According to data gathered by the author, Grand Central Station is among the top ten winningest show choirs of all time. Publicly available records show 63 wins for GCS. The Class Act has 13 titles to its name, according to online records. 

It begs the question - is there any fear of living in the past?

“We might hit a soft spot with the people who were in high school at the time when both groups were successful,” Schultz acknowledged, “But so far we’ve heard nothing but positive things.”

“Both Mike [Esser, longtime Central director] and Doreen [Athnos, longtime Logan director] are supportive and understand, this is just kind of where we’re at.”

“Although GCS and TCA both have very historic show choirs and have fostered a fun rivalry for a long time, it became apparent that a combination would be best for everyone involved in both choirs,” said Joey Cahalan, a junior in the Central show band.

“Many initial reactions are a bit of a gut punch,” noted former Logan director and current Holmen director Kayla Shue. “In a time when so many schools are splitting to create more programs and schools, to see these two programs have to combine was extremely sad at first. The Class Act would be 43 years old this season and GCS would be celebrating just that many, if not more. The legacy of both programs will hopefully be celebrated as the consolidation is navigated.”

Despite that, Shue says that she agrees with the move.

“I truly feel that this is the best option moving forward to support as many kids as possible and continue to push La Crosse-area show choir in a direction that remains competitive in the show choir community. It’s a bittersweet ending of one chapter and a hopeful beginning of the next. I have the utmost faith in the adults in charge that the kids’ wellbeing and experience is at the forefront of all decisions being made.”

For some, the move was a long time coming.

I have heard speculation of the show choirs combining for years at this point, but I thought it was unlikely to happen during my time in high school,” Cahalan said.

“I remember in 2018, some girls from Central joined Classy Ladies [Logan’s former womens group] because Central got rid of their prep group,” said one Logan alum who agreed to speak on condition of anonymity. “Ever since then, I knew this was a possibility. I had thought something like this might be happening, especially with how low both the groups’ numbers are this year.”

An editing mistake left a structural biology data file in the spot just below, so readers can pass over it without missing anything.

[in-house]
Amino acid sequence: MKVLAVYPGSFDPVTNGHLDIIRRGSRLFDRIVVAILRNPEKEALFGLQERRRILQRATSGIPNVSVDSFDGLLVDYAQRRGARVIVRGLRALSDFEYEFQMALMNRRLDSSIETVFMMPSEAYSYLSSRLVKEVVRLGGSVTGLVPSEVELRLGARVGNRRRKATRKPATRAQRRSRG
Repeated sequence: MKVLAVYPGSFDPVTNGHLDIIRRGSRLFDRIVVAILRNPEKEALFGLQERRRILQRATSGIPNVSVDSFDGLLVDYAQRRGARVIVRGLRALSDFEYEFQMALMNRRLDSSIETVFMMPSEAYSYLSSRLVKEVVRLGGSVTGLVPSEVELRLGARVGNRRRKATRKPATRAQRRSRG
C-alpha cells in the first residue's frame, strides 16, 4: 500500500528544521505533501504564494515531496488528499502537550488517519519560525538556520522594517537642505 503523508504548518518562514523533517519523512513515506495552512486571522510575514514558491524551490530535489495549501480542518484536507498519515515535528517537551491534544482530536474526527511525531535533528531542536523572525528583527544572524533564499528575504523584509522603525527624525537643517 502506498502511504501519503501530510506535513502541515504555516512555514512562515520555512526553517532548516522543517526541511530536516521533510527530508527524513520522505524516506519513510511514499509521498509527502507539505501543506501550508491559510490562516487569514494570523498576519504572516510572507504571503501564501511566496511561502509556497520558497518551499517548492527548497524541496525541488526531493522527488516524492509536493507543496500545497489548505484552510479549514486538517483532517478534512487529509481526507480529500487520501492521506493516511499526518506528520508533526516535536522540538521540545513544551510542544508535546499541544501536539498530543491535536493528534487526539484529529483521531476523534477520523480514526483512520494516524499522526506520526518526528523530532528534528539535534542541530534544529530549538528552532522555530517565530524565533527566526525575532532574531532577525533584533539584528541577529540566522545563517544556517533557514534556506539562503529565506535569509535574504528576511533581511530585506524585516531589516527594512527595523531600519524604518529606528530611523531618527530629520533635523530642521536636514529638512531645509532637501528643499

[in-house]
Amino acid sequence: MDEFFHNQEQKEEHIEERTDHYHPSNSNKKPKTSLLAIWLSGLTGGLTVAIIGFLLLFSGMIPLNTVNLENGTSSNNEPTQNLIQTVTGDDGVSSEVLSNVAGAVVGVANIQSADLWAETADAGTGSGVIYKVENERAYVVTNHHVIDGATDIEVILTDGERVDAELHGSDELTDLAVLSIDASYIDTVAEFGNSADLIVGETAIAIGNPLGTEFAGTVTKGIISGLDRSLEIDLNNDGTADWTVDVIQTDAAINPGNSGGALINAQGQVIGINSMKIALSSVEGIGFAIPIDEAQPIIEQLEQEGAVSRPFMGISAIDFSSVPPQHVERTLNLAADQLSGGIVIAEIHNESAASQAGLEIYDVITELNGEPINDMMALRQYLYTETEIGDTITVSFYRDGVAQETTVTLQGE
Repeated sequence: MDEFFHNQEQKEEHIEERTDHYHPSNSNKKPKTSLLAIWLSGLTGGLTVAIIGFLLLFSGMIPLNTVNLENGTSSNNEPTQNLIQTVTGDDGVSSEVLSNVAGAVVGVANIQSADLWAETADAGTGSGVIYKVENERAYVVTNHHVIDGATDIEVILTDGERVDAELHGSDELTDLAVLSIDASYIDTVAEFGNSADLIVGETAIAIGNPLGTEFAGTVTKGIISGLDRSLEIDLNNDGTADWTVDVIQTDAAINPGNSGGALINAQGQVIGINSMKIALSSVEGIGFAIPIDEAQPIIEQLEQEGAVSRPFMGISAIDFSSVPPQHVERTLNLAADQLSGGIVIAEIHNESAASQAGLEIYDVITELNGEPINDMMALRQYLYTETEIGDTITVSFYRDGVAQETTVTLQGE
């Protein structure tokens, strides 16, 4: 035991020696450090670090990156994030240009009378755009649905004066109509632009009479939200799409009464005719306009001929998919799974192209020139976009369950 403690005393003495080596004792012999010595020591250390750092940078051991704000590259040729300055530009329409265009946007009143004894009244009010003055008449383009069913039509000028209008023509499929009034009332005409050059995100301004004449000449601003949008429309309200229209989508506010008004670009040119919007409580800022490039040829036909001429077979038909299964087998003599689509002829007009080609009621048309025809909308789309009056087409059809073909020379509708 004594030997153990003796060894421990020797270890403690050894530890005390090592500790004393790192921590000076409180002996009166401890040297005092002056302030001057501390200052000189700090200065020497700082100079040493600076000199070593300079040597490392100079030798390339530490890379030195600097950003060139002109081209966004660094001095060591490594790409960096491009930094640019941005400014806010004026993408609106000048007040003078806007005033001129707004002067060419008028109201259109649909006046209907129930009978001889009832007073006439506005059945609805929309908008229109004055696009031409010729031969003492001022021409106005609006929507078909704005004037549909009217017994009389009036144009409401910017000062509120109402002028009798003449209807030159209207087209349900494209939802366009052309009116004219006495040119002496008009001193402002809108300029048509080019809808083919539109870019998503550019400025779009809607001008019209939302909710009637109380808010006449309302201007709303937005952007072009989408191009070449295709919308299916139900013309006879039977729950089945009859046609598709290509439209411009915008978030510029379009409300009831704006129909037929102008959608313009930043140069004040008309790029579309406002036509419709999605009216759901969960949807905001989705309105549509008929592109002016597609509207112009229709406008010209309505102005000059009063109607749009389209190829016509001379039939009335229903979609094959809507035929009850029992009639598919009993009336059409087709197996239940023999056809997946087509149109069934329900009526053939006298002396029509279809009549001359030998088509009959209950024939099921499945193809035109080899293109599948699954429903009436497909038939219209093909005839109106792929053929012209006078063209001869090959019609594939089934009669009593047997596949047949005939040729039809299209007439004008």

For years, the La Crosse area has served as the most concentrated belt of show choir in Wisconsin with the best groups. With two of the main players in the scene consolidating, those on the outside of the move say it will be odd to get used to it.

“What I feel it will impact most is the general energy of the area,” the alum said. “It will be a little weird to see one less group at Heritage Night and the local competitions.”

“The directors of Holmen, La Crosse, Onalaska, West Salem, and even out to Sparta all get along greatly and have wonderful relationships,” explained Shue. “The number of groups in the La Crosse area might be changing slightly but the quality of groups in our little pocket of Wisconsin will continue to perform at a high level.”

While several details about the new group are still undecided - including the name, choreographers, and competition schedule - all involved are viewing it as a big opportunity.

“We have both directors from both sides of town working now, we have twice as much talent for next year,” said Carty.

“We’re still hosting two competitions,” noted Schultz. “Central is hosting a middle school competition only and Logan is hosting the high school competition. It will be on the traditional weekends.”

I have a good feeling those in the group will come together and create a fantastic show on a whole new level,” Cahalan said.

No matter what the outcome may be, however, both directors believe the time is now. The two have worked together previously, as they co-directed Grand Central Station in 2022 when Carty was the choir director at Longfellow Middle.

“It’s the right decision for the times we’re in,” emphasized Schultz. “Find kids where they’re at, and take them from there. This is where we’re at.”